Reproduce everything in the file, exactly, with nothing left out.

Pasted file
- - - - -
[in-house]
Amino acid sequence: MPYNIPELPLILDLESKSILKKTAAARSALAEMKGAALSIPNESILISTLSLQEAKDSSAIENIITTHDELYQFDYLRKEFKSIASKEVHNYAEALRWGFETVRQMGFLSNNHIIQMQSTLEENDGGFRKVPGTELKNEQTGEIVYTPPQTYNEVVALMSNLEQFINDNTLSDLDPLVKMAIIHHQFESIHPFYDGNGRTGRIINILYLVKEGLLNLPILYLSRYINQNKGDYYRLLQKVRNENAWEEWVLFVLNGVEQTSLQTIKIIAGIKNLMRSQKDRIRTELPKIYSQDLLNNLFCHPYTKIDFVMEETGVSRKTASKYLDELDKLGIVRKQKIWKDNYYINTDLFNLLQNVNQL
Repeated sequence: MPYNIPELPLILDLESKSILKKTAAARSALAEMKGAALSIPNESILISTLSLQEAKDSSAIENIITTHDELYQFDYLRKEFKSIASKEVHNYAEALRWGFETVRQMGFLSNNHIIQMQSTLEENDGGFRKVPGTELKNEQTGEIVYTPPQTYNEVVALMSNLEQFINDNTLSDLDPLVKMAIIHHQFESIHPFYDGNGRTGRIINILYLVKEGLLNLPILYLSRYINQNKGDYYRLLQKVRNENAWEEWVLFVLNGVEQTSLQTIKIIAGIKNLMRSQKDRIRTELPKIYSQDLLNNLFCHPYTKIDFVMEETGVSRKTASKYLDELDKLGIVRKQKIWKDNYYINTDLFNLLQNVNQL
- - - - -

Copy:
[in-house]
Amino acid sequence: MPYNIPELPLILDLESKSILKKTAAARSALAEMKGAALSIPNESILISTLSLQEAKDSSAIENIITTHDELYQFDYLRKEFKSIASKEVHNYAEALRWGFETVRQMGFLSNNHIIQMQSTLEENDGGFRKVPGTELKNEQTGEIVYTPPQTYNEVVALMSNLEQFINDNTLSDLDPLVKMAIIHHQFESIHPFYDGNGRTGRIINILYLVKEGLLNLPILYLSRYINQNKGDYYRLLQKVRNENAWEEWVLFVLNGVEQTSLQTIKIIAGIKNLMRSQKDRIRTELPKIYSQDLLNNLFCHPYTKIDFVMEETGVSRKTASKYLDELDKLGIVRKQKIWKDNYYINTDLFNLLQNVNQL
Repeated sequence: MPYNIPELPLILDLESKSILKKTAAARSALAEMKGAALSIPNESILISTLSLQEAKDSSAIENIITTHDELYQFDYLRKEFKSIASKEVHNYAEALRWGFETVRQMGFLSNNHIIQMQSTLEENDGGFRKVPGTELKNEQTGEIVYTPPQTYNEVVALMSNLEQFINDNTLSDLDPLVKMAIIHHQFESIHPFYDGNGRTGRIINILYLVKEGLLNLPILYLSRYINQNKGDYYRLLQKVRNENAWEEWVLFVLNGVEQTSLQTIKIIAGIKNLMRSQKDRIRTELPKIYSQDLLNNLFCHPYTKIDFVMEETGVSRKTASKYLDELDKLGIVRKQKIWKDNYYINTDLFNLLQNVNQL